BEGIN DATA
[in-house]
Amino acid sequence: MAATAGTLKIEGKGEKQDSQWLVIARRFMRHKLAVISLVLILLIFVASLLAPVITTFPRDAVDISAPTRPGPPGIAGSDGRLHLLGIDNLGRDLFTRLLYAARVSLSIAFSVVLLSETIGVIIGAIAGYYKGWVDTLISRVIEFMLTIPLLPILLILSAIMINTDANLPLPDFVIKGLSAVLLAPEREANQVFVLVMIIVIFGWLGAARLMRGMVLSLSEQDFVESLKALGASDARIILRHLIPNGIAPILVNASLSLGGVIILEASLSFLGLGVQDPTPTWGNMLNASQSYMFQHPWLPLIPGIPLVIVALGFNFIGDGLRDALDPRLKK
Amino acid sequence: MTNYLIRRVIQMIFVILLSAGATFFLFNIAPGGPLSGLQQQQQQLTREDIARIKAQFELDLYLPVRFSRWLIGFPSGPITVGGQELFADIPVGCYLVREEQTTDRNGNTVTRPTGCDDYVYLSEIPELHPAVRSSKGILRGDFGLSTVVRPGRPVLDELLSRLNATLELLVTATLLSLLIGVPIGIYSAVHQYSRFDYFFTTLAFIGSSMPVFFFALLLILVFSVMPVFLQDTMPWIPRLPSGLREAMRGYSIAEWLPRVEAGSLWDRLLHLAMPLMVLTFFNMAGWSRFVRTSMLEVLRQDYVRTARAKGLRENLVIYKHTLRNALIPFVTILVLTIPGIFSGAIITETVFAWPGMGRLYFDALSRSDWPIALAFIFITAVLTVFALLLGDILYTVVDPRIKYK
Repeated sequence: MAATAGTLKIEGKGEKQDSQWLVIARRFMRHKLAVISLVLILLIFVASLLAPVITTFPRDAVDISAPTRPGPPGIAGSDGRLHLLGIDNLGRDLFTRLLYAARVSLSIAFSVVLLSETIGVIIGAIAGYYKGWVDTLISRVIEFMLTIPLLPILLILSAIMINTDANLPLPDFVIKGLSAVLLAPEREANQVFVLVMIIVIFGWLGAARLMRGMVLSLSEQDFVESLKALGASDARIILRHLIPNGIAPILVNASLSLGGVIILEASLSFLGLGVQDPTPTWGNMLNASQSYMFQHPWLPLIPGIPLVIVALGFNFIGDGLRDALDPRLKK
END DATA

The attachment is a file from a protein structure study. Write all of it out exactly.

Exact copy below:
[in-house]
Amino acid sequence: MAATAGTLKIEGKGEKQDSQWLVIARRFMRHKLAVISLVLILLIFVASLLAPVITTFPRDAVDISAPTRPGPPGIAGSDGRLHLLGIDNLGRDLFTRLLYAARVSLSIAFSVVLLSETIGVIIGAIAGYYKGWVDTLISRVIEFMLTIPLLPILLILSAIMINTDANLPLPDFVIKGLSAVLLAPEREANQVFVLVMIIVIFGWLGAARLMRGMVLSLSEQDFVESLKALGASDARIILRHLIPNGIAPILVNASLSLGGVIILEASLSFLGLGVQDPTPTWGNMLNASQSYMFQHPWLPLIPGIPLVIVALGFNFIGDGLRDALDPRLKK
Amino acid sequence: MTNYLIRRVIQMIFVILLSAGATFFLFNIAPGGPLSGLQQQQQQLTREDIARIKAQFELDLYLPVRFSRWLIGFPSGPITVGGQELFADIPVGCYLVREEQTTDRNGNTVTRPTGCDDYVYLSEIPELHPAVRSSKGILRGDFGLSTVVRPGRPVLDELLSRLNATLELLVTATLLSLLIGVPIGIYSAVHQYSRFDYFFTTLAFIGSSMPVFFFALLLILVFSVMPVFLQDTMPWIPRLPSGLREAMRGYSIAEWLPRVEAGSLWDRLLHLAMPLMVLTFFNMAGWSRFVRTSMLEVLRQDYVRTARAKGLRENLVIYKHTLRNALIPFVTILVLTIPGIFSGAIITETVFAWPGMGRLYFDALSRSDWPIALAFIFITAVLTVFALLLGDILYTVVDPRIKYK
Repeated sequence: MAATAGTLKIEGKGEKQDSQWLVIARRFMRHKLAVISLVLILLIFVASLLAPVITTFPRDAVDISAPTRPGPPGIAGSDGRLHLLGIDNLGRDLFTRLLYAARVSLSIAFSVVLLSETIGVIIGAIAGYYKGWVDTLISRVIEFMLTIPLLPILLILSAIMINTDANLPLPDFVIKGLSAVLLAPEREANQVFVLVMIIVIFGWLGAARLMRGMVLSLSEQDFVESLKALGASDARIILRHLIPNGIAPILVNASLSLGGVIILEASLSFLGLGVQDPTPTWGNMLNASQSYMFQHPWLPLIPGIPLVIVALGFNFIGDGLRDALDPRLKK